"Teenager Da Chen gathers soil from the riverbank near his village in China's far south, before he leaves to attend university in Beijing, to bear witness to his past and contain the sounds of the river of his childhood. Later, spilled onto the dry earth of the North, they will merge two parts of Da's life, in this second volume of his lyrical trilogy of memoirs, a sequel to the acclaimed COLOURS OF THE MOUNTAIN. Beginning with his first train journey to Beijing from his parents farm, we rumble along with him in the overcrowded and disease ridden railway carriage to the university. Here the author faces a range of challenges, including poor living conditions, lack of food, and suicidal roommates. Undaunted by these hurdles and armed with a dogged determination to learn English and familiarise himself with 'all things Western', he must compete with every other student to win a chance to study in the US - a chance that rests in the shrewd and corrupt hands of the all powerful professors. In a richly textured story - by turns poetic, ribald, hilarious, and heartbreaking - Chen retains his indomitable spirit, but will he be any closer to attaining his goal?"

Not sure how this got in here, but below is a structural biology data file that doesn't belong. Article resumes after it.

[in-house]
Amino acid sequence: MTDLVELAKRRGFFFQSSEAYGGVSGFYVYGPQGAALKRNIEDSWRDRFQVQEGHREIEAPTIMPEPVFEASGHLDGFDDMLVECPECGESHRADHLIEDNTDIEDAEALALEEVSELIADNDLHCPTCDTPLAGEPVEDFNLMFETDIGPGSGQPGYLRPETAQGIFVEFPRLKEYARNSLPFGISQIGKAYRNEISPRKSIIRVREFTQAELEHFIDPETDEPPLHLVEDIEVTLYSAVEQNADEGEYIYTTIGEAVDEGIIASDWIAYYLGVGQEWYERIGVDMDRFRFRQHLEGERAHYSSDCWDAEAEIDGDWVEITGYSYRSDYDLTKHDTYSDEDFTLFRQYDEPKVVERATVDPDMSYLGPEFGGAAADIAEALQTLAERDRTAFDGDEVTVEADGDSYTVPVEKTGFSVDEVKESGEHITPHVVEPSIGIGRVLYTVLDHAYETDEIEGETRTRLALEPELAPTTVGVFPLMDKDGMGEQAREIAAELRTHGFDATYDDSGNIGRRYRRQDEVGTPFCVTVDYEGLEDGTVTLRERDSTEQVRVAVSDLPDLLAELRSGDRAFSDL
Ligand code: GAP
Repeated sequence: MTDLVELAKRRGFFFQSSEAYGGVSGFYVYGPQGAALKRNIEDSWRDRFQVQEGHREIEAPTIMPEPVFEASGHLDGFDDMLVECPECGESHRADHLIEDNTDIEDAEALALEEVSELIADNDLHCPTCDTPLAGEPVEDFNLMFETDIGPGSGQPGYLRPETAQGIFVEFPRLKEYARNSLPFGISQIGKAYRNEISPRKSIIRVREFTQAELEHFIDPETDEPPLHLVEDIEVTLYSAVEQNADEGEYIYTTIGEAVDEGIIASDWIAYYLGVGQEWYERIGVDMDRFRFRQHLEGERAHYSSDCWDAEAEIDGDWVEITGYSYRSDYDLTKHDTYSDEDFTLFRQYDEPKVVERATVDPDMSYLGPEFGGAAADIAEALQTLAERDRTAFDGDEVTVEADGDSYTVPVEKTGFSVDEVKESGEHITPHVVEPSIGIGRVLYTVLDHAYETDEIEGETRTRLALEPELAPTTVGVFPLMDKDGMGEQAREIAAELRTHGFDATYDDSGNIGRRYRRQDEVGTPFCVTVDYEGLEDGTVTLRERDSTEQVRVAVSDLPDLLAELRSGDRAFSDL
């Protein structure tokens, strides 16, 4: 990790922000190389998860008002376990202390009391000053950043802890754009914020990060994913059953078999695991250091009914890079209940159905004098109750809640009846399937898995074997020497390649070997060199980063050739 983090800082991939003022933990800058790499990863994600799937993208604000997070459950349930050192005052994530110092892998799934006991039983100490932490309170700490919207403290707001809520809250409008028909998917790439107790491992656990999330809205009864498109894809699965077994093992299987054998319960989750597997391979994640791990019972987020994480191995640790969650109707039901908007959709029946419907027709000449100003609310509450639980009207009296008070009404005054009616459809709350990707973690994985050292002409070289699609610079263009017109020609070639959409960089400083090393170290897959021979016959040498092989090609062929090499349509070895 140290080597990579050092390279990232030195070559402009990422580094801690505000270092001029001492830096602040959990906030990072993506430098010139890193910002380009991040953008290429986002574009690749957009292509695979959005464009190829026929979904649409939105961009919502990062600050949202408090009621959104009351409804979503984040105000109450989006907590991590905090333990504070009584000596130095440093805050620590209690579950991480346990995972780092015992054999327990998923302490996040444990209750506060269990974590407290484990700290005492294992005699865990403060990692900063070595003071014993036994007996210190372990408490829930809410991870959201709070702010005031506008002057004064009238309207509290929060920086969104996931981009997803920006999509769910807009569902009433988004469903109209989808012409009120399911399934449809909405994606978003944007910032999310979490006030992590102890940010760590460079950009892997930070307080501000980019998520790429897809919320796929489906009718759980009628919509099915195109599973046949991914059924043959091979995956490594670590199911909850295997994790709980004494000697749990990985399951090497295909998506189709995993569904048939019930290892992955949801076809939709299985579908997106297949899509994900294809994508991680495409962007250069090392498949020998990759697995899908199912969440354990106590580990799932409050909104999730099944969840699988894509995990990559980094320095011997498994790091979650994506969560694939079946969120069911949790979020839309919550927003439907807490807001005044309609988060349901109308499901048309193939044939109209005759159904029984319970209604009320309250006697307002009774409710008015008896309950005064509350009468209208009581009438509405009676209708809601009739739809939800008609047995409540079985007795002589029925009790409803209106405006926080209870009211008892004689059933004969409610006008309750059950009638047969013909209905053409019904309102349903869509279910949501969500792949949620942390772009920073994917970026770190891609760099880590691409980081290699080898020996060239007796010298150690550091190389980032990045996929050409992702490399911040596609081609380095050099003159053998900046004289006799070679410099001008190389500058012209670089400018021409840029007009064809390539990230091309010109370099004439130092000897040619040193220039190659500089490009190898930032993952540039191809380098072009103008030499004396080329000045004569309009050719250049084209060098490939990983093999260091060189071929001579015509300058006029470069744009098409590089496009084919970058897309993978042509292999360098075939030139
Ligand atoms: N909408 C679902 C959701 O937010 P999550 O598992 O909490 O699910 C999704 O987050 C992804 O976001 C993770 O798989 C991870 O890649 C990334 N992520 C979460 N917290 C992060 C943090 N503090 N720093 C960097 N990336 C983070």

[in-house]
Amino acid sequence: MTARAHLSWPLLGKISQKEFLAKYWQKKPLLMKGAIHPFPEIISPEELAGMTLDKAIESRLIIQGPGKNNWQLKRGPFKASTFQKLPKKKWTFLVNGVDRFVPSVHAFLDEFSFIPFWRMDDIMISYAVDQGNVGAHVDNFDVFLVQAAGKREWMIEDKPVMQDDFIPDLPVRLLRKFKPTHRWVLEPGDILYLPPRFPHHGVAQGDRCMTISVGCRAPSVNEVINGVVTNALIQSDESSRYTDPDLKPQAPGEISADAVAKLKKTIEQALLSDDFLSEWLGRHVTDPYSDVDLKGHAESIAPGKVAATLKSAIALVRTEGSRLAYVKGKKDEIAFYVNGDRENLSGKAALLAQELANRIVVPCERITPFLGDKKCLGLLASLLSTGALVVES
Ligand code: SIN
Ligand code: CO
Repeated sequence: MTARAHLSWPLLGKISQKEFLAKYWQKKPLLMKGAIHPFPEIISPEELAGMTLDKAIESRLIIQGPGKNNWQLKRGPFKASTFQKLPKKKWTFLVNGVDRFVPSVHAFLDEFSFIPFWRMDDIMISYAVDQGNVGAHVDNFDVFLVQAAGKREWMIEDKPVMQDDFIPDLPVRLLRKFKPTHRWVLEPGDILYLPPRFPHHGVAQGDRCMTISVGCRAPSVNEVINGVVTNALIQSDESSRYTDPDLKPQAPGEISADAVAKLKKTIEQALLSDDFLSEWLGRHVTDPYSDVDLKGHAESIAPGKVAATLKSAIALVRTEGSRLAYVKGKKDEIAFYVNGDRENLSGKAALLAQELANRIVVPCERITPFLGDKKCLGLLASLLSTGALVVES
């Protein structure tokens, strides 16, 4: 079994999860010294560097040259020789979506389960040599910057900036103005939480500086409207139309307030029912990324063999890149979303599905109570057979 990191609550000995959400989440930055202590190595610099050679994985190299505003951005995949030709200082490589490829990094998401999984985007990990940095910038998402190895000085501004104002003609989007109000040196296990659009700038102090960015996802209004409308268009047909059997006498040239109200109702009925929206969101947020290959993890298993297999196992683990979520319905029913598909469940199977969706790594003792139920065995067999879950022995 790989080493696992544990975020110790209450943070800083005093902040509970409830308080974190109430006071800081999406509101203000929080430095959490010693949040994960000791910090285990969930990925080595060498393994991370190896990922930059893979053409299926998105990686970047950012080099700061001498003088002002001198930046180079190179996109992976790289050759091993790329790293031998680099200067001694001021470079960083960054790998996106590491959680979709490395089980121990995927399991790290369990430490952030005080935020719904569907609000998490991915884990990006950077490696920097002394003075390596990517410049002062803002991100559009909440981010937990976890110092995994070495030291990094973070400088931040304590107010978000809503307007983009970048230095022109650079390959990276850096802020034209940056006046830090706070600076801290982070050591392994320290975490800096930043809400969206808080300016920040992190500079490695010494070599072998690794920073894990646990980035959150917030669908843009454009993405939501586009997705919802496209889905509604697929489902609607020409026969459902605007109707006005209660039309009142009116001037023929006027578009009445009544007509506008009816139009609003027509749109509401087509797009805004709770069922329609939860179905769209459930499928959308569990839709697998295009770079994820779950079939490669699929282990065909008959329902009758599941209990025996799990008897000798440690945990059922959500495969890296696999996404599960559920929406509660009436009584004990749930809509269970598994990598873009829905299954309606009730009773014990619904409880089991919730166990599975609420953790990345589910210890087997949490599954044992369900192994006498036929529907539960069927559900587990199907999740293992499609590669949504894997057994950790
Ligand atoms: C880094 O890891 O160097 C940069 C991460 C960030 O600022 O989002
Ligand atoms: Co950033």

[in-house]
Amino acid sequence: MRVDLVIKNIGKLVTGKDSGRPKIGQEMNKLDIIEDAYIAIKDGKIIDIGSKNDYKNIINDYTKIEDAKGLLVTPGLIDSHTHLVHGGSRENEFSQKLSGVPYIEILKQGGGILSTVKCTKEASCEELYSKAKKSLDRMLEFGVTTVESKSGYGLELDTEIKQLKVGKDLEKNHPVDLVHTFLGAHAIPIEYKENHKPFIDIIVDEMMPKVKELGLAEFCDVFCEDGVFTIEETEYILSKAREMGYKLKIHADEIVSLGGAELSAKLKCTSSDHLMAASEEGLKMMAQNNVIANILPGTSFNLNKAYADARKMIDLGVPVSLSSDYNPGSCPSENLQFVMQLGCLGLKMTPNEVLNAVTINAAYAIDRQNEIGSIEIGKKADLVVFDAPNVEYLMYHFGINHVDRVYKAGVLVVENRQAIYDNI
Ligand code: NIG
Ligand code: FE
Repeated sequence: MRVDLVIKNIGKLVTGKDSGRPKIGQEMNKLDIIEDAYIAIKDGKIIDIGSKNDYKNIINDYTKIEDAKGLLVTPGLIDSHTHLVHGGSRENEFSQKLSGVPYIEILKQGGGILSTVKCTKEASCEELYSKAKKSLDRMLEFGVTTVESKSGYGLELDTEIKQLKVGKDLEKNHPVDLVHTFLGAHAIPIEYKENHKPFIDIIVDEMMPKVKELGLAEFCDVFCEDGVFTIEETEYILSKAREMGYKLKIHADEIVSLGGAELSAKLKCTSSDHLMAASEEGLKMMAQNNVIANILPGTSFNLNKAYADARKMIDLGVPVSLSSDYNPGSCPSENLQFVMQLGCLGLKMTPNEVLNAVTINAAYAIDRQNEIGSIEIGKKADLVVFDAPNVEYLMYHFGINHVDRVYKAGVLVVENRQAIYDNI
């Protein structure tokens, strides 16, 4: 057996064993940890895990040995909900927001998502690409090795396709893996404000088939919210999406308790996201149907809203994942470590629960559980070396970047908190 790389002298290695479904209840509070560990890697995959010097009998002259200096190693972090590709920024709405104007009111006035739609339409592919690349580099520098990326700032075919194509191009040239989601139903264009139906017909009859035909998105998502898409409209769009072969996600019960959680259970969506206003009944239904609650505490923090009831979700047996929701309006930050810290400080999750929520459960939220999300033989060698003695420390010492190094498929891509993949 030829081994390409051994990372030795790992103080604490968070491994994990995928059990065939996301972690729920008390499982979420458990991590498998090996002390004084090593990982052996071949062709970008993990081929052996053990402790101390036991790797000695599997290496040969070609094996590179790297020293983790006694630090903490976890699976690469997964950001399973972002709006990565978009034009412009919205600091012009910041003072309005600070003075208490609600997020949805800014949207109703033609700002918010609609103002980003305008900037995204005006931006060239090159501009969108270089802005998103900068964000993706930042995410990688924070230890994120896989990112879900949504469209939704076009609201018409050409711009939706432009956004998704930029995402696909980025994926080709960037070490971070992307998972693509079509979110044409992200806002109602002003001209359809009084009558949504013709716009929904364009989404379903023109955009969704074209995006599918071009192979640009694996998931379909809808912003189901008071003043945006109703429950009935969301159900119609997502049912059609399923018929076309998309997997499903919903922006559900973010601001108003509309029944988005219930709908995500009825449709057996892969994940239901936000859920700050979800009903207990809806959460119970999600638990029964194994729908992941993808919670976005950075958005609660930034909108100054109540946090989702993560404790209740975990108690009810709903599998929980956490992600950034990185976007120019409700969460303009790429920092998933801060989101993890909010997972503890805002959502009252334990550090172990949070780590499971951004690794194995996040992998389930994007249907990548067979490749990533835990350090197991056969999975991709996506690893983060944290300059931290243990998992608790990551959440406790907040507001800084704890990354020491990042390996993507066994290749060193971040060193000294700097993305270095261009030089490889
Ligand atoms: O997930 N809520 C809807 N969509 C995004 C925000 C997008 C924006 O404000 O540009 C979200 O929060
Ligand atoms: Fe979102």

This, the second in a trilogy, follows on from the author's acclaimed Colours of the Mountain. Like its predecessor, this volume takes its title from a couplet painted by his grandfather on the door of the old family home in the village of Yellow Stone in Southern China. A teenage Da Chen is preparing to leave home and his first experience away from the bosom of his family is the three-day rail journey to Beijing. As conditions on board the cramped train deteriorate during the northbound slog across the changing Chinese landscape, Da Chen's prose masterfully brings to life a veritable barrage of sensations and encounters, all of which must have been totally alien to the 16-year-old. Shrugging off the initial rudeness of some of those who are too cool for their own good, Da Chen's honest manner wins him friends, both Chinese and foreign. As he finds his feet at university, he comes up against those universal highs and lows of life that are easily recognizable to anyone who has just left home. Settling into this 'land of no mosquitoes', he portrays his own life and the lives of all those he meets in a self-deprecating manner that is often a joy to read. His determination to learn English helps the naive and friendly country boy as he attempts to deal with life in the city, and in particular life at the prestigious Beijing Language Institute. His insatiable interest in English encourages him all the more in his attempts to pursue his aim - a chance to study in the USA. He can't help but compare his new exotic life with what he knows, and it's when he focuses on the ways of life in his home province, with its dramatic landscape of rivers and mountains, that he really hits the heights. (Kirkus UK)